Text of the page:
The UK Ministry of Defence is spending more than $1.35 billion to upgrade the Merlin Mk 1 large maritime helicopter which has been operational for less than five years. The upgrade is necessary because the Merlin has been so long in development that its computer systems have become obsolete. It also signifies a determination to maintain helicopter systems engineering skills in the UK.
Lockheed Martin UK’s facility at Havant in southern England (formerly known as IBM Federal Systems UK) was the original systems integrator and prime contractor for the Mk 1. Work began in 1991 and the first Merlin with a mission system flew in 1997. Deliveries began in late 1998 but the first operational squadron did not form until October 2001.
The U.S.-owned company has the same status as prime contractor in the new Merlin Capability Sustainment Programme (MCSP) contract. Helicopter maker AgustaWestland is the major subcontractor to Lockheed Martin UK, but AEI, BAE Systems, Barco, CAE, QinetiQ, Smiths, Selex and Thales are also partners. Thirty helicopters will be upgraded for service beginning in 2013, and eight more are on option (the Royal Navy bought 44 Mk1s).
According to the MoD, the Merlin has “components and design features that are becoming difficult to support.” According to Lockheed Martin UK, the new contract “will deliver cost savings of over £500 million [$925 million] through the avoidance of obsolescence, and savings in future support costs in excess of £75 million [$139 million].”
The MCSP includes an open-systems architecture, upgraded radar, new mission computer and new displays. But the contract does not provide an air-surface missile or an electro-optical sensor for the Merlin Mk 1. The Royal Navy has not yet confirmed whether it should be fitted with an upgraded datalink (Link 22 replacing Link 11). The electronic warfare system is not being upgraded.
However, the Royal Navy justifies the upgrade in operational terms. It believes the Merlin is already the world’s best helicopter for hunting and attacking submarines in deep waters. Today, though, the surveillance of surface vessels in coastal waters is just as important. In that role, the two mission systems operators must handle many more “contacts.”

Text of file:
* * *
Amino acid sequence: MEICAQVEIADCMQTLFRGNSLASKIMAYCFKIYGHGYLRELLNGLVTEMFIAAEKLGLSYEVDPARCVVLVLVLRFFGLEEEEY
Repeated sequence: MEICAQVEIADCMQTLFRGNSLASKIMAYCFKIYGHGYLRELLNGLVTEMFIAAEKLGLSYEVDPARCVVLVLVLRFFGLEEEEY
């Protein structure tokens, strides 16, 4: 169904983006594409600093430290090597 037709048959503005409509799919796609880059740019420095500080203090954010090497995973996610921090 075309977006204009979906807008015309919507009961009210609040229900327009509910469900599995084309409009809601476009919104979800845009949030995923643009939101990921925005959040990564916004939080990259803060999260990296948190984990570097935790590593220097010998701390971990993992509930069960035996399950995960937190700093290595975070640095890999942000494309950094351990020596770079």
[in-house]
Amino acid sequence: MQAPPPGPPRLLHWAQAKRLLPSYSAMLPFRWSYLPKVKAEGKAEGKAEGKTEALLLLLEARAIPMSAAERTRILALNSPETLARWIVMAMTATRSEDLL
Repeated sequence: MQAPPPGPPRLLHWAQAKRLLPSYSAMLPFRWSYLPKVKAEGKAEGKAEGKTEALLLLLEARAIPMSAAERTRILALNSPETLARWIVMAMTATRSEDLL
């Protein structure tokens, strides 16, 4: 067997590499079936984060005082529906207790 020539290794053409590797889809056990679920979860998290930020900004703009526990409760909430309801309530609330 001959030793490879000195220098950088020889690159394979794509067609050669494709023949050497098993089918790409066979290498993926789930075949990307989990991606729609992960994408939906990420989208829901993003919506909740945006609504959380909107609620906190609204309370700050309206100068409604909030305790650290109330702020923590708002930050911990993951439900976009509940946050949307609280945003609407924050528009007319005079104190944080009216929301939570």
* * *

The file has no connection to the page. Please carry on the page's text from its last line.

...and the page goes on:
On the upgraded Merlin, each will have 24-inch high-resolution liquid-crystal main displays, with split-screen modes and showing many more tracks. The tracks can be filtered using various criteria, so the operator does not suffer from data overload. The operator consoles also feature two 12-inch touch-screen display units, in which the menu hierarchy has been flattened from eight levels to two. The consoles can be quickly removed to adjust the Merlin for transport or search-and-rescue roles.
The Selex Seaspray radar will gain a new processor, a synthetic-aperture (SAR) mode for ground-mapping and an inverse SAR mode for target identification. The acoustics processor will be improved to give better performance against slow targets and in shallow waters.
In the cockpit, there will be five 10- by 8-inch displays that are compatible with night-vision goggles; new navigation and communications suites; and new flight control computers adapted from the Eurofighter that provide carefree handling. For the first time, on a fly-by-wire helicopter, electromechanical actuators will replace the hydraulic actuators. AgustaWestland’s helicopter electro-actuation technology (HEAT) also helps extend the flight envelope and has other benefits, such as reduced pilot workload and operating costs.
When IBM won the original Merlin Mk1 contract, it had to import most of the engineers from its core helicopter systems integration business in the U.S. Now, though, 90 percent of the employees are British, and 500 of them will retain their jobs, thanks to the CSP work. This contract will sustain another 900 jobs elsewhere, according to Lockheed Martin UK.
The company was recently commissioned to study whether the Merlin could be the UK’s future maritime airborne surveillance and control platform. This will serve on the Future Aircraft Carriers alongside the Royal Navy’s F-35 Joint Strike Fighters.